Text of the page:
More awareness, knowledge of advancements in treatment needed, say experts

The incidence of Acute Lymphoblastic Leukemia (ALL), a cancer of white blood cells occurring among children, has been on the rise for the past two decades, according to experts at the Cancer Institute.

In Tamil Nadu, 800 new cases of ALL were diagnosed in 2010. Of these, 30-40 per cent were reported in Chennai. The number of cases has doubled now compared to the 1980s. “The increase could perhaps be due to better diagnosis facilities,” said T.G. Sagar, director and dean of the Cancer Institute.

The institute is organising an international symposium over the weekend (January 11 and 12) on their premises to create awareness about the common cancers occurring among children and also share knowledge with those in the field of medical oncology and paediatrics.

Pointing out that the survival rate of patients was 70 per cent in India compared to the west where the survival rate was close to 90 per cent, Dr. Sagar said this could be due to differences in biological factors.

“Several children here are malnourished. The peak incidence of ALL is among children aged between two and five years. In Chennai, there are also cases of children aged above 10,” he said.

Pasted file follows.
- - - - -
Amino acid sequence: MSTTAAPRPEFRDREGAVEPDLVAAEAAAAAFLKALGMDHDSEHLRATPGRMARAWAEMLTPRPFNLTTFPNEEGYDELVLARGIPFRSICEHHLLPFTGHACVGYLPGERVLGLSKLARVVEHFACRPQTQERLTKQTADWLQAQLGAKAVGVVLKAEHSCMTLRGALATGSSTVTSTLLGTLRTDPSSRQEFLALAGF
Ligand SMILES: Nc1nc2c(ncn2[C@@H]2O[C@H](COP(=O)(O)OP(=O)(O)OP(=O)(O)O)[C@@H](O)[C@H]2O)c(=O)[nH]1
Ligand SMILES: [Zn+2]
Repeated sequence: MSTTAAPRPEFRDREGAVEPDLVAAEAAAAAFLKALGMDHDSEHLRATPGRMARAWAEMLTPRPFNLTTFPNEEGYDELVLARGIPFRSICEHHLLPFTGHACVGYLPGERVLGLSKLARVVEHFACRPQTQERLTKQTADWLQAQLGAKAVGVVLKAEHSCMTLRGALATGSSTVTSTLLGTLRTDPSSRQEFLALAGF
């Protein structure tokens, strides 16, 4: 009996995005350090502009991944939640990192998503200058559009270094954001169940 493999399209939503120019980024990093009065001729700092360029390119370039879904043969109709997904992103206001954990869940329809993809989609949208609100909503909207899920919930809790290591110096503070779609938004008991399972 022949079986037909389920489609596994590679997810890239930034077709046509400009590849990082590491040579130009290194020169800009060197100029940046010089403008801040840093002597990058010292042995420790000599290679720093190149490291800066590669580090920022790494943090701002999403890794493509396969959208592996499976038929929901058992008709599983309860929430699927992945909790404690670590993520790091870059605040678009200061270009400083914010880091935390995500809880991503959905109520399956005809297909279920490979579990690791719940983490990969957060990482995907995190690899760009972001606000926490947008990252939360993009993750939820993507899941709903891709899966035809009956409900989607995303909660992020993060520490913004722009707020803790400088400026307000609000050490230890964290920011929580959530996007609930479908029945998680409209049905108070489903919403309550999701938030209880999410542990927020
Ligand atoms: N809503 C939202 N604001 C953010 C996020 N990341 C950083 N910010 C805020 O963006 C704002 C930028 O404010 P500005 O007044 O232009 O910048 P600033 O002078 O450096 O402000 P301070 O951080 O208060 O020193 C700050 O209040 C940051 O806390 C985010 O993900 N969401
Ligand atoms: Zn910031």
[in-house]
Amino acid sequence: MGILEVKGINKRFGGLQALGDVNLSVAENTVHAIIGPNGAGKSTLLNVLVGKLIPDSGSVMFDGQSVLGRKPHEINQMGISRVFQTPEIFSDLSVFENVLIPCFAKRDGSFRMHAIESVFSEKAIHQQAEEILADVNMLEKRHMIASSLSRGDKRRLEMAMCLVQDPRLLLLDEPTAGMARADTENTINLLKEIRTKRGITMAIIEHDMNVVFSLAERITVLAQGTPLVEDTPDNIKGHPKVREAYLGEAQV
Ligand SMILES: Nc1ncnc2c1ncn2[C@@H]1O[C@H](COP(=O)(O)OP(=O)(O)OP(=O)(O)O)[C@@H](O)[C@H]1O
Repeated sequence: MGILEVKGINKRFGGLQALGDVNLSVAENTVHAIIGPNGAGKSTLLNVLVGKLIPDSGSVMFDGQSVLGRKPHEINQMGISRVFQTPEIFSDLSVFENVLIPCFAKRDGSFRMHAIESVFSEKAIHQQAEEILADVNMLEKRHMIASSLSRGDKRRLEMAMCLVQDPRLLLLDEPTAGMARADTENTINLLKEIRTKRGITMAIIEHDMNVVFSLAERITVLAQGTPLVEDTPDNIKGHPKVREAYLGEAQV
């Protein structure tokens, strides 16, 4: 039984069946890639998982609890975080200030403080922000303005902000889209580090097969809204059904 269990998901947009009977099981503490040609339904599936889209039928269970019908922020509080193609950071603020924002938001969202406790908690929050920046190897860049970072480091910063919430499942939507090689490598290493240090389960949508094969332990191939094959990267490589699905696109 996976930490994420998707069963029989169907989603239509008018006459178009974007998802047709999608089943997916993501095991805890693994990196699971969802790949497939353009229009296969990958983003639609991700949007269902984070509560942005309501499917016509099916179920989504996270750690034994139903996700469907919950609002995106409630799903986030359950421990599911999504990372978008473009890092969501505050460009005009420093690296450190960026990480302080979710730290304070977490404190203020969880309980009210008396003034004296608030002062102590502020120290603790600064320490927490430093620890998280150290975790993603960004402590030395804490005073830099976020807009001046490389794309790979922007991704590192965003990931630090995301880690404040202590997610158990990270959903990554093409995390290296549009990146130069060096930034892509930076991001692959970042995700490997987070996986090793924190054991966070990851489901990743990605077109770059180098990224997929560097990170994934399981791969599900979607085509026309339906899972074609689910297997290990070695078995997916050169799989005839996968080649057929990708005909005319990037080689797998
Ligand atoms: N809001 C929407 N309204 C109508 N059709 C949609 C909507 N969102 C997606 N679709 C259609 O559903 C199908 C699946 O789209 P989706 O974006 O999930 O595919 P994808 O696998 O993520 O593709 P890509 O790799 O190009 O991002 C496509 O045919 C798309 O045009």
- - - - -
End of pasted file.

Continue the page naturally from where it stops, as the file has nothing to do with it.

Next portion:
This conference will help us learn about the survival rates of patients in various institutions and also gain knowledge of medical experience from international experts, he added.

Venkatraman, assistant professor at the medical oncology department, said that the symptoms of ALL such as fever and bleeding are similar to common diseases. If the symptoms persist for a long time, paediatricians should refer patients for a blood test.

As it is one of the curable cancers, there is a need to create awareness about early diagnosis and treatment, he said.

About 150 delegates will participate in the conference and discuss ways to manage ALL as well as advancements in treatment.

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